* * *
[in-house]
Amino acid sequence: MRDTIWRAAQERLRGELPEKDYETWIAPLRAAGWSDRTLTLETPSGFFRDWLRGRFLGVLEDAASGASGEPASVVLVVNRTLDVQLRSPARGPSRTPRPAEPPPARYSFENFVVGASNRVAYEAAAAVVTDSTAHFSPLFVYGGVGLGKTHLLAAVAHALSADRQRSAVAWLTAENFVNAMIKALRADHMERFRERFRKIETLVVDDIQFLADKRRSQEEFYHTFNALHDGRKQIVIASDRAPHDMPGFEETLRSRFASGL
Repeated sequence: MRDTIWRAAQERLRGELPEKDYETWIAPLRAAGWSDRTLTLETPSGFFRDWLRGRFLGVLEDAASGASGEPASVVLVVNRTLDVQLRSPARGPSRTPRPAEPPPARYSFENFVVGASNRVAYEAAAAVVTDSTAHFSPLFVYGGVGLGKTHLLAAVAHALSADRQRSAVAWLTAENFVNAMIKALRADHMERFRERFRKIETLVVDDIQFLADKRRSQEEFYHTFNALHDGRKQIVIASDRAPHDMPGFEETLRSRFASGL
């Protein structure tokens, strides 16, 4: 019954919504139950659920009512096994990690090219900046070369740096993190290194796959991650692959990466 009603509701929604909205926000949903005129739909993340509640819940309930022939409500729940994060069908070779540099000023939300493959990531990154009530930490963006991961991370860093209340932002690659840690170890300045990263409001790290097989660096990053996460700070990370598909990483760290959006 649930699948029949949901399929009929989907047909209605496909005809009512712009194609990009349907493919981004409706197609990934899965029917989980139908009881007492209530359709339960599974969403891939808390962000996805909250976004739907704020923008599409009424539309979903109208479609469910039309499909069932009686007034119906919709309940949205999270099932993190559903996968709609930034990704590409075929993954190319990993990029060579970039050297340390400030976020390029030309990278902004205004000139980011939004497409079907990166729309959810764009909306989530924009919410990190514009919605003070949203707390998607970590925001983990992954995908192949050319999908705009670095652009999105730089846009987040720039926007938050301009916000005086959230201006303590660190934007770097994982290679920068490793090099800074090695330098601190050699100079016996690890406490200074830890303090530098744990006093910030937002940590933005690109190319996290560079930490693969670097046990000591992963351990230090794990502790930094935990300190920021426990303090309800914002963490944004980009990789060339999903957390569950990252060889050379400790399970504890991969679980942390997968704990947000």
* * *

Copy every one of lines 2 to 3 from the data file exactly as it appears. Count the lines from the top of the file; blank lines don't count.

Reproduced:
Amino acid sequence: MRDTIWRAAQERLRGELPEKDYETWIAPLRAAGWSDRTLTLETPSGFFRDWLRGRFLGVLEDAASGASGEPASVVLVVNRTLDVQLRSPARGPSRTPRPAEPPPARYSFENFVVGASNRVAYEAAAAVVTDSTAHFSPLFVYGGVGLGKTHLLAAVAHALSADRQRSAVAWLTAENFVNAMIKALRADHMERFRERFRKIETLVVDDIQFLADKRRSQEEFYHTFNALHDGRKQIVIASDRAPHDMPGFEETLRSRFASGL
Repeated sequence: MRDTIWRAAQERLRGELPEKDYETWIAPLRAAGWSDRTLTLETPSGFFRDWLRGRFLGVLEDAASGASGEPASVVLVVNRTLDVQLRSPARGPSRTPRPAEPPPARYSFENFVVGASNRVAYEAAAAVVTDSTAHFSPLFVYGGVGLGKTHLLAAVAHALSADRQRSAVAWLTAENFVNAMIKALRADHMERFRERFRKIETLVVDDIQFLADKRRSQEEFYHTFNALHDGRKQIVIASDRAPHDMPGFEETLRSRFASGL